Flash floods in the Ghanaian capital Accra have left at least 23 dead, with the Army called in to deal with a growing public emergency, reports the BBC.
And, as we all know, if there is a drought, it is global warming and, if there are floods, it is global warming. Except that, for once, we get a local commentator by the name of Emmanuel Dela Coffie, with a superb blog, who says otherwise.
Once again torrential rains have hit the nation's capital, creating floods in various parts that have caused great havoc to lives and property, he writes. The ravages and the ruins of the flood captured and highlighted on our television screens and newspaper pages are quite dreadful.
According to BBC report, 23 people have died and several dozens were swept away on Sunday night by rapidly rising waters whiles others were stranded on the roofs of their houses. Transport links between the capital and other cities were disrupted. Daily Graphic on Tuesday 22 June put the death toll to 35 and we are still counting.
As I write this piece, says Coffie, there are scenes of collapsed buildings and fence walls, damaged roads, falling electricity and telephone poles with mangled wires, choked drains, gutters and ramshackle structures, all staring us in the face. It is deplorable and pathetic situation that is unbecoming of the status of Accra as capital of Ghana.
But, he says, the issue of floods has become an annual ritual and it amazes me that the authorities wait till the worst happened before they start announcing their unexciting solutions. Are we reactive or proactive? Why must we wait for these things to happen before finding lasting solutions to them?
Clearly, the problem of flooding in Accra cannot be attributed to the natural course of excessive downpour of rain. Rather the floods are caused by human activities of indiscipline and negligence as well as lack of adequate and effective drainage structures to care for the flood waters.
Indiscriminate disposal of refuse has led to choking of drains and gutters. Houses are built in waterways blocking the flow of rain water, while bad town planning policies and programmes also contribute to the problem.
Usually in the event of the flood disasters, the authorities go on an inspection to assess the extent of damage and make promises to address the situation but as soon as the water dried up, everybody go to sleep.
It is very disturbing to wake up every day after heavy downpour to hear of lost lives and property as a result of poor structuring of houses in the city. How many deaths do we expect to occur before our leaders would take a critical look at the situation and come out with urgent solutions to mitigate this flooding problem? Are lives of innocent people precious to us?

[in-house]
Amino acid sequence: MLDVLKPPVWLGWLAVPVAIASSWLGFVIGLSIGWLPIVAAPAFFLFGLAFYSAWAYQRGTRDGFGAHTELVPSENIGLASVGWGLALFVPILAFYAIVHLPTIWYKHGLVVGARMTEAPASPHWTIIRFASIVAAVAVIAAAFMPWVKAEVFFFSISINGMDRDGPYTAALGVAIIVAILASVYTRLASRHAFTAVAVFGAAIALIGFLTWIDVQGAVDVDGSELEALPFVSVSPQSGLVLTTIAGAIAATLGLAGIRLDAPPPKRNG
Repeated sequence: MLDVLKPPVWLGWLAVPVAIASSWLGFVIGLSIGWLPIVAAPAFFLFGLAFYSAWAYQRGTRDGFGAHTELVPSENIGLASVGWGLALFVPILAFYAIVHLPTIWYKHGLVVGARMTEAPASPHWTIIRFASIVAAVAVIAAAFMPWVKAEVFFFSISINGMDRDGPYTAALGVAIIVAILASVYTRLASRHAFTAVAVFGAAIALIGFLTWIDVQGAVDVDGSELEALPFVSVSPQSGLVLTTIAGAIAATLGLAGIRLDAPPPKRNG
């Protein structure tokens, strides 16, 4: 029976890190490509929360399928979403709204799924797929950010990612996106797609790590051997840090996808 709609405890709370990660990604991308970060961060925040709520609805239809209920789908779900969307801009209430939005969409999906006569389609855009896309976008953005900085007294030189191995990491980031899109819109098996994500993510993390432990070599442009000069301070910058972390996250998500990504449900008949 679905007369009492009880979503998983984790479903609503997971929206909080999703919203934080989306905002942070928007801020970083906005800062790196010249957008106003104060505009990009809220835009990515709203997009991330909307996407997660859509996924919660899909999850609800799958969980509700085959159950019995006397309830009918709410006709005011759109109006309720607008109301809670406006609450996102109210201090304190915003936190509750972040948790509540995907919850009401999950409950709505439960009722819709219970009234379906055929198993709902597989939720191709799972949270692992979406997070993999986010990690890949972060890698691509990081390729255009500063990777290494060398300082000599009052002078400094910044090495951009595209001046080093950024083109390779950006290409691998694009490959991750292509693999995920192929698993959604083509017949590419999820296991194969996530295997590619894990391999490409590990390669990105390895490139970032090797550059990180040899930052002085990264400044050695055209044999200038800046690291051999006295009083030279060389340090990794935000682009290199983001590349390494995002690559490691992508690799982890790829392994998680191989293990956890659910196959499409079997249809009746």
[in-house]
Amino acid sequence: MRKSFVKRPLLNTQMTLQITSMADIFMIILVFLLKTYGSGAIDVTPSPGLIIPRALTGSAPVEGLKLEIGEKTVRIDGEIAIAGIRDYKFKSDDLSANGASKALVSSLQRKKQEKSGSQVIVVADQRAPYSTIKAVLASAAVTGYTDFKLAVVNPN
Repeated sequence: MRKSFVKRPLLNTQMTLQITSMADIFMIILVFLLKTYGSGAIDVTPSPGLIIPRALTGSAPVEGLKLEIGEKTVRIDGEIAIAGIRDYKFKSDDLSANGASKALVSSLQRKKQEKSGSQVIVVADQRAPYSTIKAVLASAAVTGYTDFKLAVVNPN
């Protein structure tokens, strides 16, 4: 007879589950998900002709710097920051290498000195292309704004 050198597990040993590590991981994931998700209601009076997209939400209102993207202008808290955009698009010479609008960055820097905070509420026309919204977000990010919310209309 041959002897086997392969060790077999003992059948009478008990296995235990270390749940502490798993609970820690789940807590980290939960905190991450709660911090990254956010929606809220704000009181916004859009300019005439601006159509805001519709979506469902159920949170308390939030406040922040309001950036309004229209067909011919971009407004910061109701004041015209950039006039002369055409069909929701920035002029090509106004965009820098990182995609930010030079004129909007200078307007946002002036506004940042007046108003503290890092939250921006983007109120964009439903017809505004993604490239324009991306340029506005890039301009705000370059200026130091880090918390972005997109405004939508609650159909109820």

Inundated nature of Accra after down pour has always been disastrous and the nation spent millions of Ghana cedis to provide shelter, tents and relief items for the victims. Why can't our leaders re-structure the city to avoid the incident from occurring again?
You do not have to be a pilot to understand and appreciate the power of navigational system. These days most new cars are equipped with navigational system to save us time on a trip because it helps us to avoid needless delays by simply telling us where we are in relation to where we are going. This device is capable of showing the best route to take. So why are our leaders refusing to think outside the box?
As a nation, do we know where we're going? The apprehension is that, how long does the nation have to wait to find solution to the flooding problems? How far can we see the problem? And whose job is it to protect us from this annual ritual of flooding?
We are literally in crises situation as a result of persistent flooding yet we're busy building houses on water ways. So how far can we see the future? Who is responsible for the quality of our lives?
To be able to see clearly, we have to think outside the box. The Ghanaian attitude to life is just horrible. It is a tragedy, anytime life is diminished by persistent flooding when they could have been fulfilling their potentials in making instructive contribution to the nation and mankind.
We have a capital city that is constantly swamped under water anytime there is downpour yet despite the fact that this problem has been there for ages, we like the proverbial vulture, would always want to wait till tomorrow to solve our problems. Must we always offer curative measures instead of preventive?
These are not funny things neither are we in funny times so that someone must continuously drum it into the minds of those whose duty it is protect us.
Until we are able to control the problem of plastic in our cities, no drainage will solve the problem. The Korle and Odawna lagoon says it all. Why should we be dumping raw sewage in rivers and streams in this 21st century? Our engineers should study the problem and take holistic measures than pulling down structures which is not the main solution to the flooding.
It appears that our leaders have over the years played so much politics with settlement and unauthorized structures on water courses thereby leading to the very avoidable flood disaster we are experiencing today. It has become a yearly ritual to be talking about flooding with no concrete action taken as we forget as soon as the rains subside.
Let's walk the talk and do a little bit and find solution to this annual ritual of flooding in this country, Coffie concludes.
And rarely do we find such honesty and clarity. Not a mention of global warming – no attempt to dump the problem on whitey. "Our leaders have over the years played so much politics with settlement and unauthorized structures on water courses thereby leading to the very avoidable flood disaster we are experiencing today."
Governance ... poor governance, pure and simple. But hey – I am sure the warmists will have a different diagnosis.